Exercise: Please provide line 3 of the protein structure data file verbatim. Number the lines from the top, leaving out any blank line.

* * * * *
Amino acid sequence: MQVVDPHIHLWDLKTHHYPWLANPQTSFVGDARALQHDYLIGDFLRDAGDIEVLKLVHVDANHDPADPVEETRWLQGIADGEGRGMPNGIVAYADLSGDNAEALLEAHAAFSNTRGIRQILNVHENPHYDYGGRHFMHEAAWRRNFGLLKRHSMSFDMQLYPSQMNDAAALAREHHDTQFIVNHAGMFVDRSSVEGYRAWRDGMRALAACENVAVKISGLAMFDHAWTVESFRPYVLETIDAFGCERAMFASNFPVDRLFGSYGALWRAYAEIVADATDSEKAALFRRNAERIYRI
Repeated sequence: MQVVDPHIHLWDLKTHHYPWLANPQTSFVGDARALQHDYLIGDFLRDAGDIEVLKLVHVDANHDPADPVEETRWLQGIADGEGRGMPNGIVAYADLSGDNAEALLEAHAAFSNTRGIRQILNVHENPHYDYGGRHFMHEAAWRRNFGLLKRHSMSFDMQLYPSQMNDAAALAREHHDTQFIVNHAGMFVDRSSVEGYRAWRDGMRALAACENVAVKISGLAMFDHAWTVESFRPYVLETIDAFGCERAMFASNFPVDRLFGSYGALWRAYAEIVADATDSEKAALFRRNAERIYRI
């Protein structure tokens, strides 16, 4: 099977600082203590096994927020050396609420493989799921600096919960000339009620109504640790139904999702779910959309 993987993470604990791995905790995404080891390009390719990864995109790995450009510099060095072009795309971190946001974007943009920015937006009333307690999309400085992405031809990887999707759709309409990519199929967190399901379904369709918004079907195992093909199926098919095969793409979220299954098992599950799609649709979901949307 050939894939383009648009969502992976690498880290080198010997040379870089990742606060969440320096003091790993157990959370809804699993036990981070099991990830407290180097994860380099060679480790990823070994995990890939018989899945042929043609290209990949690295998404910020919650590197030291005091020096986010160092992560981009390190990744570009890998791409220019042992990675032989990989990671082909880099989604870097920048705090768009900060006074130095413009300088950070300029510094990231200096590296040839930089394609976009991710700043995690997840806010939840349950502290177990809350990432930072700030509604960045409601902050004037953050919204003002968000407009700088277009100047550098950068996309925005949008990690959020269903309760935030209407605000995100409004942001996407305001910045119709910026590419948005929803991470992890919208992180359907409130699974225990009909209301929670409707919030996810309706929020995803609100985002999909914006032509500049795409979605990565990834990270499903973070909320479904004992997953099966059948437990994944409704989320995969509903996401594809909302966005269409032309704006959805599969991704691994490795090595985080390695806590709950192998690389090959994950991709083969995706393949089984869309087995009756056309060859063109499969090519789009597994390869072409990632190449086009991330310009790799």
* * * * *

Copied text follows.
């Protein structure tokens, strides 16, 4: 099977600082203590096994927020050396609420493989799921600096919960000339009620109504640790139904999702779910959309 993987993470604990791995905790995404080891390009390719990864995109790995450009510099060095072009795309971190946001974007943009920015937006009333307690999309400085992405031809990887999707759709309409990519199929967190399901379904369709918004079907195992093909199926098919095969793409979220299954098992599950799609649709979901949307 050939894939383009648009969502992976690498880290080198010997040379870089990742606060969440320096003091790993157990959370809804699993036990981070099991990830407290180097994860380099060679480790990823070994995990890939018989899945042929043609290209990949690295998404910020919650590197030291005091020096986010160092992560981009390190990744570009890998791409220019042992990675032989990989990671082909880099989604870097920048705090768009900060006074130095413009300088950070300029510094990231200096590296040839930089394609976009991710700043995690997840806010939840349950502290177990809350990432930072700030509604960045409601902050004037953050919204003002968000407009700088277009100047550098950068996309925005949008990690959020269903309760935030209407605000995100409004942001996407305001910045119709910026590419948005929803991470992890919208992180359907409130699974225990009909209301929670409707919030996810309706929020995803609100985002999909914006032509500049795409979605990565990834990270499903973070909320479904004992997953099966059948437990994944409704989320995969509903996401594809909302966005269409032309704006959805599969991704691994490795090595985080390695806590709950192998690389090959994950991709083969995706393949089984869309087995009756056309060859063109499969090519789009597994390869072409990632190449086009991330310009790799």